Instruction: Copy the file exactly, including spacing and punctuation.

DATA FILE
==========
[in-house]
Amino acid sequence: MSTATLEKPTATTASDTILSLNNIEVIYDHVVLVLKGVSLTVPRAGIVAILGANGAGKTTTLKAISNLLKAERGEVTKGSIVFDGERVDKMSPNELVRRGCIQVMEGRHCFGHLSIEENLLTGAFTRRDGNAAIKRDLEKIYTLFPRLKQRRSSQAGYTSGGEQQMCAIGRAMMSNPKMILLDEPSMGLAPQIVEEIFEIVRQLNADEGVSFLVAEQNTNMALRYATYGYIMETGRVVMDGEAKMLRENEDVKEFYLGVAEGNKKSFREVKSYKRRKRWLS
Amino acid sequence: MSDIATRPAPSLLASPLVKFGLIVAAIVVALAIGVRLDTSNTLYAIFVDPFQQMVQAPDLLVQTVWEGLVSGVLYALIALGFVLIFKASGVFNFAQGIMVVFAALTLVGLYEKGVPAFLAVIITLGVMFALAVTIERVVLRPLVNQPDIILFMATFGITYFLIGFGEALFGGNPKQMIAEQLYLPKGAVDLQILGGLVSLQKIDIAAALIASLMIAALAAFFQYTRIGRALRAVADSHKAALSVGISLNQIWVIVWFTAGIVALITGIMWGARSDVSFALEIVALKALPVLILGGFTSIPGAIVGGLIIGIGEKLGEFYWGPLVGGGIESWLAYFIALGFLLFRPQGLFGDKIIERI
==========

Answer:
[in-house]
Amino acid sequence: MSTATLEKPTATTASDTILSLNNIEVIYDHVVLVLKGVSLTVPRAGIVAILGANGAGKTTTLKAISNLLKAERGEVTKGSIVFDGERVDKMSPNELVRRGCIQVMEGRHCFGHLSIEENLLTGAFTRRDGNAAIKRDLEKIYTLFPRLKQRRSSQAGYTSGGEQQMCAIGRAMMSNPKMILLDEPSMGLAPQIVEEIFEIVRQLNADEGVSFLVAEQNTNMALRYATYGYIMETGRVVMDGEAKMLRENEDVKEFYLGVAEGNKKSFREVKSYKRRKRWLS
Amino acid sequence: MSDIATRPAPSLLASPLVKFGLIVAAIVVALAIGVRLDTSNTLYAIFVDPFQQMVQAPDLLVQTVWEGLVSGVLYALIALGFVLIFKASGVFNFAQGIMVVFAALTLVGLYEKGVPAFLAVIITLGVMFALAVTIERVVLRPLVNQPDIILFMATFGITYFLIGFGEALFGGNPKQMIAEQLYLPKGAVDLQILGGLVSLQKIDIAAALIASLMIAALAAFFQYTRIGRALRAVADSHKAALSVGISLNQIWVIVWFTAGIVALITGIMWGARSDVSFALEIVALKALPVLILGGFTSIPGAIVGGLIIGIGEKLGEFYWGPLVGGGIESWLAYFIALGFLLFRPQGLFGDKIIERI